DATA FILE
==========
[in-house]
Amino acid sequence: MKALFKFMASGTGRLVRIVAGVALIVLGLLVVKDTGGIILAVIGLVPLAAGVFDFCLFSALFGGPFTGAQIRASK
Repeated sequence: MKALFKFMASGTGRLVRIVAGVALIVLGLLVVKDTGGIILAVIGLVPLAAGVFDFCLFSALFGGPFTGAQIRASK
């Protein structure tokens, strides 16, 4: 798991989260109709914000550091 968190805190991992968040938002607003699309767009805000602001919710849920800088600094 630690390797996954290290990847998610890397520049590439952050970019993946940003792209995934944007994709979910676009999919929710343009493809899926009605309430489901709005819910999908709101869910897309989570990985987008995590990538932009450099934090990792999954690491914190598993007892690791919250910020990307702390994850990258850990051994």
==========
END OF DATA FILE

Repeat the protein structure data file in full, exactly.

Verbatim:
[in-house]
Amino acid sequence: MKALFKFMASGTGRLVRIVAGVALIVLGLLVVKDTGGIILAVIGLVPLAAGVFDFCLFSALFGGPFTGAQIRASK
Repeated sequence: MKALFKFMASGTGRLVRIVAGVALIVLGLLVVKDTGGIILAVIGLVPLAAGVFDFCLFSALFGGPFTGAQIRASK
């Protein structure tokens, strides 16, 4: 798991989260109709914000550091 968190805190991992968040938002607003699309767009805000602001919710849920800088600094 630690390797996954290290990847998610890397520049590439952050970019993946940003792209995934944007994709979910676009999919929710343009493809899926009605309430489901709005819910999908709101869910897309989570990985987008995590990538932009450099934090990792999954690491914190598993007892690791919250910020990307702390994850990258850990051994």